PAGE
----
Goliath-Amazon made the problem worse for itself by clumsily smearing Smalls as “not smart, or articulate,” and expressing the hope that Smalls would become “the face” of the organizing movement. Careful what you wish for, Goliath!

As Smalls tweeted on April 1, “@amazon wanted to make me the face of the whole unionizing efforts against them…. welp there you go!”

As Smalls explained in an interview with Breitbart News in May 2020, Amazon fired him from his job as a supervisor at the Staten Island warehouse after he blew the whistle on unsafe working conditions and organized a walkout of his fellow workers in protest.

“I’d been with the company since 2015,” Smalls told Breitbart News. “I was a loyal, dedicated employee — nothing more than just a father of three with a retirement date of 2053. But when they dropped the ball on our health and safety, I put my career on the line. It cost me my career, but I have no regrets.”

In response to Smalls’ grassroots union organizing, Goliath-Amazon used every union-busting tactic in the book. In fact, Amazon’s heavy-handed tactics against unions have brought not only criticism from organizers but also official chastisement from the NLRB. Regarding another union election in Bessemer, Alabama, last year — which Amazon won — the head of the union effort decried “Amazon’s intimidation and interference [which] prevented workers from having a fair say in whether they wanted a union in their workplace.” And the feds agreed, and so the election was rerun, with Uncle Sam more closely overseeing. And, while it appears that Amazon won again, the final tally is still in dispute.

In any case, nationwide, in places that are friendlier to unions than Alabama, the fight will continue. The drama of Amazon (total market capitalization $1.6 trillion) vs. its own workers (median employee salary $29,000) will be irresistible to onlookers.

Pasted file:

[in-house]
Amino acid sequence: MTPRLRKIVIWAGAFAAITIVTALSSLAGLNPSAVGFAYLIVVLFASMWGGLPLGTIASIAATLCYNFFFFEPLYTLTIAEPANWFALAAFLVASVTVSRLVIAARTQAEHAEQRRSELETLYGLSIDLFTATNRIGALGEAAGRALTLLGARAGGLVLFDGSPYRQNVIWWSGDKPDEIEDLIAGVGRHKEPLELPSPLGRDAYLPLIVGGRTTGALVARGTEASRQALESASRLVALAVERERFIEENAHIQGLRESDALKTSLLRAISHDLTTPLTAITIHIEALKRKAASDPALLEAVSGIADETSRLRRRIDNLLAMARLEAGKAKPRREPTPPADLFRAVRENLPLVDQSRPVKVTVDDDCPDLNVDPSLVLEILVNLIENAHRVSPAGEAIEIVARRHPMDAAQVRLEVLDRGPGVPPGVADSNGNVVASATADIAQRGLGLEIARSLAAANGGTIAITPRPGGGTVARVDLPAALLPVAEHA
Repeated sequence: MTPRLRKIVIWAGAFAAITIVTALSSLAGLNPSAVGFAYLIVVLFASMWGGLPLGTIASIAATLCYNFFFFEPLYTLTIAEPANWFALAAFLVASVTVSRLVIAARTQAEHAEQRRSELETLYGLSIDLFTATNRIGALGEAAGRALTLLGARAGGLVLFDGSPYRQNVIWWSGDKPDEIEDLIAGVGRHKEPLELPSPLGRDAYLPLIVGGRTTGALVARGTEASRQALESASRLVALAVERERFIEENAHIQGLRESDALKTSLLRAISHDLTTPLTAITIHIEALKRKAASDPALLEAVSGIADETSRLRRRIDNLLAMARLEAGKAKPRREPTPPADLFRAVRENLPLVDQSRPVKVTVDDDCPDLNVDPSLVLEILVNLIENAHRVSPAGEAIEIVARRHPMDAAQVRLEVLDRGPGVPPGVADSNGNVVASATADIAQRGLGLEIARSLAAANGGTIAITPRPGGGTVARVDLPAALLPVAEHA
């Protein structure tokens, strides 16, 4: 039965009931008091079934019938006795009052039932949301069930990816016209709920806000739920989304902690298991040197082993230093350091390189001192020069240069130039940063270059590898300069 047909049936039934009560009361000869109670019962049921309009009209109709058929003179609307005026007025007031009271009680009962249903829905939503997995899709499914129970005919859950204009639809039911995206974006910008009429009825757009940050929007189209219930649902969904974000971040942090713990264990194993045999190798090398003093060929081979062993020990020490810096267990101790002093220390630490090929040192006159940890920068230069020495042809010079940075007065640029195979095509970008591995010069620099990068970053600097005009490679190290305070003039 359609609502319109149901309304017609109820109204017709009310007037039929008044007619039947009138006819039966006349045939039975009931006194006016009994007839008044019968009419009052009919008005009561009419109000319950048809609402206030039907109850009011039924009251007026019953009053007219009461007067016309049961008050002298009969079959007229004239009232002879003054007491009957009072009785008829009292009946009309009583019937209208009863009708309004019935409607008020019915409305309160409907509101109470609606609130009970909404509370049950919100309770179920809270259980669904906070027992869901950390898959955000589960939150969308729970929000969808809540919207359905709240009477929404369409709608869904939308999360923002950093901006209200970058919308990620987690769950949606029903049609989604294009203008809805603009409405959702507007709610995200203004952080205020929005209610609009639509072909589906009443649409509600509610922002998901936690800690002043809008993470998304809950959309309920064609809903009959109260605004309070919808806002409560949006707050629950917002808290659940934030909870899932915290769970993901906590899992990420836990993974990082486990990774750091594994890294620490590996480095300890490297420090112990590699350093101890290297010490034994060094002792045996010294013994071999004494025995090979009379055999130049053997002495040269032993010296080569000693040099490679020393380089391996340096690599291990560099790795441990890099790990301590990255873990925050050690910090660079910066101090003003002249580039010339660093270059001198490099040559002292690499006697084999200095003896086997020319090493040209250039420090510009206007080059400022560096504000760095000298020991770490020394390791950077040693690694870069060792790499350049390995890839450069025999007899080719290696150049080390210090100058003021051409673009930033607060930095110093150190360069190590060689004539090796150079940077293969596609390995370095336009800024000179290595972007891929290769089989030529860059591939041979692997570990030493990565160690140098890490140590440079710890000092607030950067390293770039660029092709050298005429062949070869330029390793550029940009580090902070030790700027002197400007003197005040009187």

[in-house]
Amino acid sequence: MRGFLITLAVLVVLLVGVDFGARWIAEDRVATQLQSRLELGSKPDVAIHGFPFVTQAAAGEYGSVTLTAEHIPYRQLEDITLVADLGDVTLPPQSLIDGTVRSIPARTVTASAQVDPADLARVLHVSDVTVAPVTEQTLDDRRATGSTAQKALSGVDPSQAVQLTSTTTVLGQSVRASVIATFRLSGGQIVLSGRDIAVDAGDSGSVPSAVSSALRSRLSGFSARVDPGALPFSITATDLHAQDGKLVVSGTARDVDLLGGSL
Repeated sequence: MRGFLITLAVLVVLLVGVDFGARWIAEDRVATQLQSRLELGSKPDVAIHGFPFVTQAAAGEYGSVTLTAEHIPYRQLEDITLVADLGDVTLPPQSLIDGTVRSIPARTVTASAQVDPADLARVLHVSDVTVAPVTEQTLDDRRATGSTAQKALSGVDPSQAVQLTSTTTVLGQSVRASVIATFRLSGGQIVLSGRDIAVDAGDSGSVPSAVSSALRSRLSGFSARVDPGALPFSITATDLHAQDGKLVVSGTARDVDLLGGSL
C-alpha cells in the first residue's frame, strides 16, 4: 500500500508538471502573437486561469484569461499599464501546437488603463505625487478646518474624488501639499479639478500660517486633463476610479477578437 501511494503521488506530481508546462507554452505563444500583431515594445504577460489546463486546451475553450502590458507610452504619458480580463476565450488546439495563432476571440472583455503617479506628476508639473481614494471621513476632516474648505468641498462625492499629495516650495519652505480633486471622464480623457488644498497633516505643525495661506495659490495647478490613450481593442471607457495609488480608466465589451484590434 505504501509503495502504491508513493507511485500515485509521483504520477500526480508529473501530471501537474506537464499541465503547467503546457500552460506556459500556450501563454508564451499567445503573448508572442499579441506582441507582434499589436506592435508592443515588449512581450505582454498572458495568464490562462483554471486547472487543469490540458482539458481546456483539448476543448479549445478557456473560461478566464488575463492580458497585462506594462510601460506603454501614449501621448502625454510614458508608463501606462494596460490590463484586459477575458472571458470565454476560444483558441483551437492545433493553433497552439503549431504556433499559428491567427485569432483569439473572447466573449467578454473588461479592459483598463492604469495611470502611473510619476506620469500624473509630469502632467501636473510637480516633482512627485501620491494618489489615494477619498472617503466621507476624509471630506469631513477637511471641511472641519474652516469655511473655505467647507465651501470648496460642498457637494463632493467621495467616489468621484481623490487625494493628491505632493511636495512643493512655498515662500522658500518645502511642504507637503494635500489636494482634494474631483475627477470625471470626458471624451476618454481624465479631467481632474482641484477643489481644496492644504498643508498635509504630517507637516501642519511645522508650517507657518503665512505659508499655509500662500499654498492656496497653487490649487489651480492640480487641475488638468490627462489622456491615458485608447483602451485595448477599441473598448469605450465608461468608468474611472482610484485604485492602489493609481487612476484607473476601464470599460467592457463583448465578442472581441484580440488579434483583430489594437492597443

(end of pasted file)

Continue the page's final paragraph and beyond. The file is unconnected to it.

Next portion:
3. Jeff Bezos makes a great bogeyman.

As has been noted here at Breitbart News, the rich have, more often than not in U.S. history, been great targets. That is, from a political point of view, it’s better to have the fat cats on the other side — advantage, underdogs.

One person who put this into practice was Saul Alinsky, the left-wing activist from the 20th century (who should be studied today by the right, as we take on, for example, Critical Race Theory). Alinsky always counseled, “Ridicule is man’s most potent weapon. There is no defense. It’s irrational. It’s infuriating. It also works as a key pressure point to force the enemy into concessions.”

Jeff Bezos laughs as he speaks about his flight on Blue Origin’s New Shepard into space during a press conference on July 20, 2021 in Van Horn, Texas. (Joe Raedle/Getty Images)

So back to Bezos, the woke libertarian tycoon now spending his time hanging out with his post-marriage girlfriend and flying around in his Blue Origin space capsule. 

As Chris Smalls said, “We want to thank Jeff Bezos for going to space because while he was up there we were organizing a union.” (The fact that Bezos is no longer the CEO of the company means little; for as long as he’s alive, he’ll likely be the face of the company.)

4. For all its high tech, in crucial ways, Amazon doesn’t look that different from a mass-employer of the past, and they were unionized too, albeit not without a fight. 

Back on December 30, 1936, some 7,000 General Motors workers staged a sit-down strike at the Fisher Body Plant No. 1 in Flint, Michigan — and were soon joined by more than 100,000 more GM workers, spread across 17 plants. It took two months, but the GM workers won; they had their union.